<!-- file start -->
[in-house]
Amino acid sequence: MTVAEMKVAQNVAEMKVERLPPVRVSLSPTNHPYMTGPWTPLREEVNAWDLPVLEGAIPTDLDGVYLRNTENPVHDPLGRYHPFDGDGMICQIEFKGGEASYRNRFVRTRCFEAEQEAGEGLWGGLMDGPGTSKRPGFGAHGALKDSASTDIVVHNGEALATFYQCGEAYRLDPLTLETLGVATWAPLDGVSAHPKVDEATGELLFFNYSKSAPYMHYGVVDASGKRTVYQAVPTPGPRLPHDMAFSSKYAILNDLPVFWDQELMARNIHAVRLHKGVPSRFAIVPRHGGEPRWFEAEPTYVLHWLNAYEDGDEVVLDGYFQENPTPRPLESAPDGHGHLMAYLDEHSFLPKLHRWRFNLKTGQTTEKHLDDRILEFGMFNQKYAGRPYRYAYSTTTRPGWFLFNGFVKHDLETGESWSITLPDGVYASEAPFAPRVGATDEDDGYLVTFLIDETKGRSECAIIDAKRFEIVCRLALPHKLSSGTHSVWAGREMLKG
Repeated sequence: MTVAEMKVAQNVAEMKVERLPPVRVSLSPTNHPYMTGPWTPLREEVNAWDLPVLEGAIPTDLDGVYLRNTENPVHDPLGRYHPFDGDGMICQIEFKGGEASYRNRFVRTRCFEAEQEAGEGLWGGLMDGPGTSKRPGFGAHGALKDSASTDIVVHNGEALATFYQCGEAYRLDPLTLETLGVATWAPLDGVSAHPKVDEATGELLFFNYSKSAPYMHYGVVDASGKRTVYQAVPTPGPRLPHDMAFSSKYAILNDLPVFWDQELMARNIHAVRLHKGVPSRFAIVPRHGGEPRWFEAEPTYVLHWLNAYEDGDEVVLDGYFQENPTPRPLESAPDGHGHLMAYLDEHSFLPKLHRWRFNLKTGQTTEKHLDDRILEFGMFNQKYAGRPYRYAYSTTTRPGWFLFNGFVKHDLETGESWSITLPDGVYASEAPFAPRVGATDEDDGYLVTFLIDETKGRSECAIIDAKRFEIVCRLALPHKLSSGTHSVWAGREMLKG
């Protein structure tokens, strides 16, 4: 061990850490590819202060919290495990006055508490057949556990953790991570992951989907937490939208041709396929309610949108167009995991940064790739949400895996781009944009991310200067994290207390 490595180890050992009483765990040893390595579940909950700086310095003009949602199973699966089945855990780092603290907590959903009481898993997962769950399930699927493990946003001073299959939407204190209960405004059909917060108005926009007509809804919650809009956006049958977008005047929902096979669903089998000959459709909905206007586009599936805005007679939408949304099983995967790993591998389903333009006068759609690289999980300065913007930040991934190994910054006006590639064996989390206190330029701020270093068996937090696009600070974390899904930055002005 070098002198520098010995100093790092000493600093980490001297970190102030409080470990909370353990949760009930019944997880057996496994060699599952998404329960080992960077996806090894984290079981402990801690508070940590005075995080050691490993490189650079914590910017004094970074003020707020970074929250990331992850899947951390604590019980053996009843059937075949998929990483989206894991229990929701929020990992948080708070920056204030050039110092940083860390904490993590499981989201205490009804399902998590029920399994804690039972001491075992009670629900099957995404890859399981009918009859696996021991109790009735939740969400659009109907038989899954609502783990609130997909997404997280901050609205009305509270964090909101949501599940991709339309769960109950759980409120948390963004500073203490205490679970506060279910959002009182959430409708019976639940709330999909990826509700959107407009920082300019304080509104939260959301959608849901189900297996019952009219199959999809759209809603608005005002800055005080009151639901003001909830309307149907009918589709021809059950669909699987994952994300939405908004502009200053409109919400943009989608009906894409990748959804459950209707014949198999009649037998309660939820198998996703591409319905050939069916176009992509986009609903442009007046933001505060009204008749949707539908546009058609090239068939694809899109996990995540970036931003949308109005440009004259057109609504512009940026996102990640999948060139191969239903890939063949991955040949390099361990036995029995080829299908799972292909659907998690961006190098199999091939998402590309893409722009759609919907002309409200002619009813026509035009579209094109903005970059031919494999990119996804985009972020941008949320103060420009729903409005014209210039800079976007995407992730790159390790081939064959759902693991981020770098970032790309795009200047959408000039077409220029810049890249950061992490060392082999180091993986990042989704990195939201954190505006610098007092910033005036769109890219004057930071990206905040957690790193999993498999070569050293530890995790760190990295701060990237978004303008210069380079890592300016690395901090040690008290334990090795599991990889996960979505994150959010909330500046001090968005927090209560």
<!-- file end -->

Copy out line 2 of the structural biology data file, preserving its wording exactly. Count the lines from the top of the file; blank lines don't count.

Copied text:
Amino acid sequence: MTVAEMKVAQNVAEMKVERLPPVRVSLSPTNHPYMTGPWTPLREEVNAWDLPVLEGAIPTDLDGVYLRNTENPVHDPLGRYHPFDGDGMICQIEFKGGEASYRNRFVRTRCFEAEQEAGEGLWGGLMDGPGTSKRPGFGAHGALKDSASTDIVVHNGEALATFYQCGEAYRLDPLTLETLGVATWAPLDGVSAHPKVDEATGELLFFNYSKSAPYMHYGVVDASGKRTVYQAVPTPGPRLPHDMAFSSKYAILNDLPVFWDQELMARNIHAVRLHKGVPSRFAIVPRHGGEPRWFEAEPTYVLHWLNAYEDGDEVVLDGYFQENPTPRPLESAPDGHGHLMAYLDEHSFLPKLHRWRFNLKTGQTTEKHLDDRILEFGMFNQKYAGRPYRYAYSTTTRPGWFLFNGFVKHDLETGESWSITLPDGVYASEAPFAPRVGATDEDDGYLVTFLIDETKGRSECAIIDAKRFEIVCRLALPHKLSSGTHSVWAGREMLKG